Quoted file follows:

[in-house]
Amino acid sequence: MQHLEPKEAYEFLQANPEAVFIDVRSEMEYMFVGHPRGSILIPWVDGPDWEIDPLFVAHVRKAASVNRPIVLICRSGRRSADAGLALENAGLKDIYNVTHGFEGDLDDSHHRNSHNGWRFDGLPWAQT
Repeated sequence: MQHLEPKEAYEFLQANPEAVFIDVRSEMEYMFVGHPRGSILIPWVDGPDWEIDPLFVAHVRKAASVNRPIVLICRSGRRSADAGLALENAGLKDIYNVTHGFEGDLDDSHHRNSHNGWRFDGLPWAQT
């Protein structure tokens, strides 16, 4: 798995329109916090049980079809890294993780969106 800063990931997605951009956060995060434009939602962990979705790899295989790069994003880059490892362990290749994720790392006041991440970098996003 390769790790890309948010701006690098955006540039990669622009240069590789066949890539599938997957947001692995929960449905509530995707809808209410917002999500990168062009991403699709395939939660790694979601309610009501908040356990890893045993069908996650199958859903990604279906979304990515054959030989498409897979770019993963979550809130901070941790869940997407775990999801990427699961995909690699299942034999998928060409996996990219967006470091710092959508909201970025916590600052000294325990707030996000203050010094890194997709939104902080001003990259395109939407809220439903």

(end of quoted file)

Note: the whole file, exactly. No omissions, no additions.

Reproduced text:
[in-house]
Amino acid sequence: MQHLEPKEAYEFLQANPEAVFIDVRSEMEYMFVGHPRGSILIPWVDGPDWEIDPLFVAHVRKAASVNRPIVLICRSGRRSADAGLALENAGLKDIYNVTHGFEGDLDDSHHRNSHNGWRFDGLPWAQT
Repeated sequence: MQHLEPKEAYEFLQANPEAVFIDVRSEMEYMFVGHPRGSILIPWVDGPDWEIDPLFVAHVRKAASVNRPIVLICRSGRRSADAGLALENAGLKDIYNVTHGFEGDLDDSHHRNSHNGWRFDGLPWAQT
């Protein structure tokens, strides 16, 4: 798995329109916090049980079809890294993780969106 800063990931997605951009956060995060434009939602962990979705790899295989790069994003880059490892362990290749994720790392006041991440970098996003 390769790790890309948010701006690098955006540039990669622009240069590789066949890539599938997957947001692995929960449905509530995707809808209410917002999500990168062009991403699709395939939660790694979601309610009501908040356990890893045993069908996650199958859903990604279906979304990515054959030989498409897979770019993963979550809130901070941790869940997407775990999801990427699961995909690699299942034999998928060409996996990219967006470091710092959508909201970025916590600052000294325990707030996000203050010094890194997709939104902080001003990259395109939407809220439903």